Caching out of Hadoop: How New York Times Embraces New Technology
It can be said that an IT organization reflects the business from which it has grown. When it comes to the New York Times, this is definitely true. As a news organization, the company’s collective journalistic head is always on the swivel, always racing towards the newest story. The company’s IT organization, similarly, watches trends and makes bets early, for an enterprise organization.
Nick Rockwell, Chief Technology Officer of the New York Times, is a big fan of the new and innovative. That’s a bit different from the traditional enterprise CTO, who’s typically charged with limiting progress and maintaining two versions of critical systems just in case one has to go end-of-life.
Rockwell, on the other hand, favors finding the best horse to bet on and making that bet when it makes sense. In practice, that can mean abandoning things quickly and moving on to what might work better. But it can also mean giving your teams a much longer attention span and allowing them to solve problems for the long haul.
This is exactly what Rockwell did with Hadoop. Leaving Hadoop in favor of Google’s BigQuery, said Rockwell, resulted in a “Massive cost savings, a huge headache savings, and a giant productivity increase — the third being the biggest factor. Plus, my analysts are happy and smiling, instead of taking long walks in Bryant Park waiting for their jobs to finish,” said Rockwell.
“Scale-wise, we’re not necessarily the leading edge, but I would say BigQuery is making a lot of noise. I think most of our technology folks tend to be a conservative lot. A lot of people need a lot of validation, and then they want to do two things for a long time. I am willing to do things quickly based on conviction and keeping our eyes open. At our scale, we’re picking one solution. We’re going to be multi-cloud, ideally, but it’s an adaptation, not a strategy. I’d prefer to be single cloud. When we look at any service we want to do it once, not twice,” said Rockwell.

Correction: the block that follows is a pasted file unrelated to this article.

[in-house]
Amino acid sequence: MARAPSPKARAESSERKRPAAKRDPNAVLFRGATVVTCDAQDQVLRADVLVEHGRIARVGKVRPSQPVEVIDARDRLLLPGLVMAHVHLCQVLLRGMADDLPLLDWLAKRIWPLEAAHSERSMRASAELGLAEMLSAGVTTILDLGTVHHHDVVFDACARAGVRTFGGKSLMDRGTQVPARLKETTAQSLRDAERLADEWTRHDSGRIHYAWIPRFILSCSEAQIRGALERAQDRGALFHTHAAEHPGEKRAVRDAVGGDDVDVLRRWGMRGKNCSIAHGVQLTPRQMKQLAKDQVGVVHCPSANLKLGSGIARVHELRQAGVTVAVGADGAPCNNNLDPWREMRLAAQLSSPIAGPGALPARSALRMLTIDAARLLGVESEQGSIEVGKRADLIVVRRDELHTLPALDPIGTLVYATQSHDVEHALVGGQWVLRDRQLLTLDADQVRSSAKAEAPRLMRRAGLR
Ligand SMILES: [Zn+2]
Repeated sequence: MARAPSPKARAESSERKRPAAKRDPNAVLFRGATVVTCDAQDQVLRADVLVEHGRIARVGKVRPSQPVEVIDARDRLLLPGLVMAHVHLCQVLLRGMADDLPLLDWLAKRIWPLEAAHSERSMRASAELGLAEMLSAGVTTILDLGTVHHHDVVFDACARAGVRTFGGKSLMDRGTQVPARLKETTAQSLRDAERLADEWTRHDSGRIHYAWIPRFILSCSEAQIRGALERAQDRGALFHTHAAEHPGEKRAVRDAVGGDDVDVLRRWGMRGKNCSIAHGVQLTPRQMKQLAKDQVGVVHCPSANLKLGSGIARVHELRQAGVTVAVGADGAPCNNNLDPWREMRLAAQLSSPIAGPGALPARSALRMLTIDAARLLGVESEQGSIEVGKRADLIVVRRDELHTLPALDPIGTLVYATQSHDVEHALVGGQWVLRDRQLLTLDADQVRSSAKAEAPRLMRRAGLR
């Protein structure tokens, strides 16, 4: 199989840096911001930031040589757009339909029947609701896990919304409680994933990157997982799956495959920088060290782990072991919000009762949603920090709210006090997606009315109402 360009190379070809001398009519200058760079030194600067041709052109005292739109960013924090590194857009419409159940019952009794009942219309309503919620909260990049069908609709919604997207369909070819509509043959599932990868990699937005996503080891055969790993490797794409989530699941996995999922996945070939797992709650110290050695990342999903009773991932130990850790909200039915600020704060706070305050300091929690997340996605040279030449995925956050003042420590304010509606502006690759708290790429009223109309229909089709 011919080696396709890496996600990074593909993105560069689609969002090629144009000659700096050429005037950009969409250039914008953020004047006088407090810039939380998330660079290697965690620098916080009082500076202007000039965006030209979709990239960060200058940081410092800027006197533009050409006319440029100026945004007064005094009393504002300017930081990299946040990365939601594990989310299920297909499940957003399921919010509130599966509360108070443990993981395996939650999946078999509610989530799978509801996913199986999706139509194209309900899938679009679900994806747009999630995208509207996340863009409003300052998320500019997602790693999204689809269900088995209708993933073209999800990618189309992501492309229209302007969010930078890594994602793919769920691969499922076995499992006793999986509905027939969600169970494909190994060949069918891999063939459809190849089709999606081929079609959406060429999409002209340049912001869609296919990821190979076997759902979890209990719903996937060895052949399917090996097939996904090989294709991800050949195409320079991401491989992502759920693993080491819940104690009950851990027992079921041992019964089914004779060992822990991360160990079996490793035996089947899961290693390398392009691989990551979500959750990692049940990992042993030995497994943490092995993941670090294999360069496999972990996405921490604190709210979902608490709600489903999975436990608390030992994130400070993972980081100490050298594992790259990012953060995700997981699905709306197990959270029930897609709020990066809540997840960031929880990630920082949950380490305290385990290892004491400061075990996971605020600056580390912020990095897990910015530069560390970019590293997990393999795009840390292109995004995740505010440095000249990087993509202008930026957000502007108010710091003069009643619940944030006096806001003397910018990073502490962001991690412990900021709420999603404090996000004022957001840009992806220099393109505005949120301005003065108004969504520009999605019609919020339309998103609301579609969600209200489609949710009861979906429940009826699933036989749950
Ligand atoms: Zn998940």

Another area Rockwell has managed to save money is in the New York Times’ mobile clients. The client’s ability to push alerts to users when news occurs means that when something does take place, there can be 20 to 30 million push alerts sent out in a single minute.
That spike in traffic is too short lived to be compensated for by autoscaling in the cloud, and too unpredictable to be ready for ahead of time with extra servers. Thus, Rockwell and the New York Times use Fastly as a Content Delivery Network to mirror those alerts and take load off the central systems. That’s saved the company around $25,000 per month by putting Fastly in front of its alerts API.
So happy with that caching layer is Rockwell that he is now looking for internal systems to rip out and replace with Fastly’s caching layer. “We’re poking through our infrastructure looking for ways to leverage Fastly within our infrastructure,” said Rockwell.
That goes along with some of the larger work going on at the Times, said Rockwell. For a start, the company is undergoing a “Massive amount of re-platforming, so this is very good timing for us. We’re generally trying to simplify and purge older implementations in the infrastructure and purge unnecessary apps and internal caching,” said Rockwell.